Indiana News

State law requiring DNA sample in felony arrests helps solve crimes

INDIANAPOLIS (WISH) — Police across the state say their departments are solving more crimes, thanks to a new state law that requires anyone arrested for a felony, under probable cause, to submit to a cheek swab.

The DNA profile from that cheek swab is compared to others in the FBI Laboratory’s Combined DNA Index System (CODIS). If a match is found in the national database, authorities have what they call a “hit.”

Since January, state police have found 650 DNA matches in CODIS for police agencies across the state. Those DNA matches could give investigators valuable information to help their investigations. 

State Rep. Greg Steuerwald, a Republican from Terre Haute, said the law has helped police solve around 200 crimes so far, including homicides and sexual assaults. 

“I believed it was going to be a very effective tool, but I had no idea it would produce these kinds of results. I was very surprised at the number of hits that have come just in the first six months,” Steuerwald explained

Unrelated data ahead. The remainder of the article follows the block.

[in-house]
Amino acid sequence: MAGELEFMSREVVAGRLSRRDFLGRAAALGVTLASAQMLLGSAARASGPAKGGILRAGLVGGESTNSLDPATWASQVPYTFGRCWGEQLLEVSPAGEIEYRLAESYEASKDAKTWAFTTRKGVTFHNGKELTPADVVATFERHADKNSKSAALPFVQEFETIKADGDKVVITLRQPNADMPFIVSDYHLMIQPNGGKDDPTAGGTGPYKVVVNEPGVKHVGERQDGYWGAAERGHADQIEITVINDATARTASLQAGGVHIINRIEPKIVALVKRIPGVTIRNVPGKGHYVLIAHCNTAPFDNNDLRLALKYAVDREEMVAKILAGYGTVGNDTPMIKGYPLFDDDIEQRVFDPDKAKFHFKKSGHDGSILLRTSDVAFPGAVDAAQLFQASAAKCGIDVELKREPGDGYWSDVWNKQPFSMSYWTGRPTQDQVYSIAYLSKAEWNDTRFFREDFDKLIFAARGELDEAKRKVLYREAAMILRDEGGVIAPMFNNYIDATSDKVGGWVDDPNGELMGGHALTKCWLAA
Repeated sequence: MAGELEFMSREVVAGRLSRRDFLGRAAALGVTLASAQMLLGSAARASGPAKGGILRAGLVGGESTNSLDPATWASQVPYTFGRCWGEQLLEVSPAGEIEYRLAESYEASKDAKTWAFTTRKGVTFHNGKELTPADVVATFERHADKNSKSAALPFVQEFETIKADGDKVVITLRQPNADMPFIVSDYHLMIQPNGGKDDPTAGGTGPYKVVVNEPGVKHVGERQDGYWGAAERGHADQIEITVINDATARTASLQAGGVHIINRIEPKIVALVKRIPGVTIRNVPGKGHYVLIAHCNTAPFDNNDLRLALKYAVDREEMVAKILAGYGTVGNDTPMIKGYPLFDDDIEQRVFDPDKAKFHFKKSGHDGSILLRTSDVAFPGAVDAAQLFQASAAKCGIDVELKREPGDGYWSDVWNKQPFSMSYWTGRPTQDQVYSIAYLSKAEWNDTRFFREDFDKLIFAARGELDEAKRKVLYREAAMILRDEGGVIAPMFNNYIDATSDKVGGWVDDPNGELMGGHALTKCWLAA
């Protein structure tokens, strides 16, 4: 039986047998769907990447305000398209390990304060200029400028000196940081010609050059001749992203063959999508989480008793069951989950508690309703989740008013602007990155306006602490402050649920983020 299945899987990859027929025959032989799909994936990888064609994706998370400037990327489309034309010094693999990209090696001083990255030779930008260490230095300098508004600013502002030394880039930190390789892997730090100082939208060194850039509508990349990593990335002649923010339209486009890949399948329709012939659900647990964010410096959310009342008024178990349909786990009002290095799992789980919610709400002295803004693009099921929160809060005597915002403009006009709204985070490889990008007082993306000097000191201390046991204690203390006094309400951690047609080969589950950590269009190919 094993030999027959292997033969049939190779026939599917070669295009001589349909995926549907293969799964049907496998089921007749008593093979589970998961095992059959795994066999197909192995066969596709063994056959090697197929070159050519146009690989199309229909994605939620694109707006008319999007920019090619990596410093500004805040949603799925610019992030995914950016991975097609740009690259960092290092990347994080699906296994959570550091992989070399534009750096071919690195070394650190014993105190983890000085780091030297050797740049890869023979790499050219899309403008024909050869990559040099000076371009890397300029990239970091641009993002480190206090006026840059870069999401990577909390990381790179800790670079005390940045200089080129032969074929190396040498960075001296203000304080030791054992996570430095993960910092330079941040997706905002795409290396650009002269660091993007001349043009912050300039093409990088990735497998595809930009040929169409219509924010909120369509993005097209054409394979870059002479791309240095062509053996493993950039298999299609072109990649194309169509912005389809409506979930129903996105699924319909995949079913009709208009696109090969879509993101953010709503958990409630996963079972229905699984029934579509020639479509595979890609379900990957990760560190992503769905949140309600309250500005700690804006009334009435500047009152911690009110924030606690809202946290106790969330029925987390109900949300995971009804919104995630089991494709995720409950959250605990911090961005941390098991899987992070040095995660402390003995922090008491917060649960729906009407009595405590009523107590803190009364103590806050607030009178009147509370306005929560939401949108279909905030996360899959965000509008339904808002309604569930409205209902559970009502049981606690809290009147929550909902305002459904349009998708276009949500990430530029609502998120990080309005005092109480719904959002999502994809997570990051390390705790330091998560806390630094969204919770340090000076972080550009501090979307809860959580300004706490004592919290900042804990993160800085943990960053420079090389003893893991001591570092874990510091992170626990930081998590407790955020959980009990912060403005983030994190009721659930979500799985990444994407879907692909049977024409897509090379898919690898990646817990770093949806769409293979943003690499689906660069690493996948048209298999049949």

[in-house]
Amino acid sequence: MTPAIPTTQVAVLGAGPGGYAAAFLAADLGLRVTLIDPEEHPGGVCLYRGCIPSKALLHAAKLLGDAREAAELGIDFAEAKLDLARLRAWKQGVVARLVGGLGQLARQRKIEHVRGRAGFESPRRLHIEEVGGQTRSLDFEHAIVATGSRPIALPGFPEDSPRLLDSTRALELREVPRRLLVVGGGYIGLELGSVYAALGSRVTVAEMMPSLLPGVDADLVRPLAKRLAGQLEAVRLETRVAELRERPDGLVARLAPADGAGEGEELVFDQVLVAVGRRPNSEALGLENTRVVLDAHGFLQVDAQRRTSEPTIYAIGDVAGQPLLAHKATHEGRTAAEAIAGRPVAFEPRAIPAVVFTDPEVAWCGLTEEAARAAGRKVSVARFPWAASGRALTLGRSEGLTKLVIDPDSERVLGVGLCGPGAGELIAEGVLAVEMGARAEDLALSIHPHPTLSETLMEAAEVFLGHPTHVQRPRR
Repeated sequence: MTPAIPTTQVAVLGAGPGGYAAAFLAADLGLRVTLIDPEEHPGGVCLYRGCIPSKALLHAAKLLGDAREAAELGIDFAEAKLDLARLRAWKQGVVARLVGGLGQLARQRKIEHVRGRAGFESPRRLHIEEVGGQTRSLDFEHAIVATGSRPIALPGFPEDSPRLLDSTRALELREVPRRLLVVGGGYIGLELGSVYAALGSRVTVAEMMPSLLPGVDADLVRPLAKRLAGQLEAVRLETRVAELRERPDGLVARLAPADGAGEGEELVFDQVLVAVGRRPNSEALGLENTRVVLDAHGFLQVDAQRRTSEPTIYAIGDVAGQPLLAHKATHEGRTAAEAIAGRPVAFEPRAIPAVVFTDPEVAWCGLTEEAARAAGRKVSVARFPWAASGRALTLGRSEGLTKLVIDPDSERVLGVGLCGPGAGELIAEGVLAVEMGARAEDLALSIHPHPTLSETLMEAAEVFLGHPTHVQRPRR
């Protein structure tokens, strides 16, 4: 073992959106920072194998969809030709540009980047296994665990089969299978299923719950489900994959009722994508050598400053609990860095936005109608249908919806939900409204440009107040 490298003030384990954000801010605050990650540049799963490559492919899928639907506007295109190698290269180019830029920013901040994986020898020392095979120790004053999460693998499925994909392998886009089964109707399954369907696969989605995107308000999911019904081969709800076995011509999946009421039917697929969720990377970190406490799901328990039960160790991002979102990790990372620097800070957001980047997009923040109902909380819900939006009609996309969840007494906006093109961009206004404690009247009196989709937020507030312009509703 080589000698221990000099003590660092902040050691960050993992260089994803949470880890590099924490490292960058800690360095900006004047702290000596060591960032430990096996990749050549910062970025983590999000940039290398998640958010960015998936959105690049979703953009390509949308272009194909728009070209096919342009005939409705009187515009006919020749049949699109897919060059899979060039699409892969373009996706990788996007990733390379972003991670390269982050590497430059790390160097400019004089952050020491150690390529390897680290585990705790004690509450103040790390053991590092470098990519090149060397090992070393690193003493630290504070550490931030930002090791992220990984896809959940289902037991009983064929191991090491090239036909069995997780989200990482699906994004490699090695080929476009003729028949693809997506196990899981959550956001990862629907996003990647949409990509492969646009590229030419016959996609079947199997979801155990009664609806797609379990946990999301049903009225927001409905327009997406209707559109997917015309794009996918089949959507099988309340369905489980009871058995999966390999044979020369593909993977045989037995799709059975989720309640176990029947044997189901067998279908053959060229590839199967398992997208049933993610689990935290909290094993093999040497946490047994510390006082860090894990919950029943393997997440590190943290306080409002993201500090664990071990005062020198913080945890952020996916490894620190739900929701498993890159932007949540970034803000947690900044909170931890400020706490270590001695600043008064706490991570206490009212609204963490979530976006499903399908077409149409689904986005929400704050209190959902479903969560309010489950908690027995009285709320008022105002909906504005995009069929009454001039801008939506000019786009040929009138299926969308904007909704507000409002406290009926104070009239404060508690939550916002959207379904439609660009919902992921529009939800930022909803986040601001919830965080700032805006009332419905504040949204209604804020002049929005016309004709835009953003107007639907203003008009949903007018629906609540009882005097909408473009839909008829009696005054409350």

Steuerwald sponsored the bill, which went into effect on Jan. 1. He said more than 20 of those “hits” were connected to sexual assault cases.

“It’s a joint effort with everybody in the criminal justice system,” Steuerwald said.

“We’re very fortunate that they have now offered us this tool to help solve some of these crimes that have been stagnant,” said Sgt. John Perrine with Indiana State Police.

Perrine said the data could “bring justice to those families who have been waiting for so long.”

“DNA in a crime scene is very important to determine who was there, who was at that scene at that crime. That DNA can be traced back, oftentimes, to an individual and we can use that as a tool in our investigation,” Perrine explained.

According to the law, a person’s DNA sample can be removed from the database if the felony charges are dismissed or if the person is acquitted.

Steuerwald said he expects another data statistics report from ISP in the next three to four months. 

To read the law for yourself, click here.

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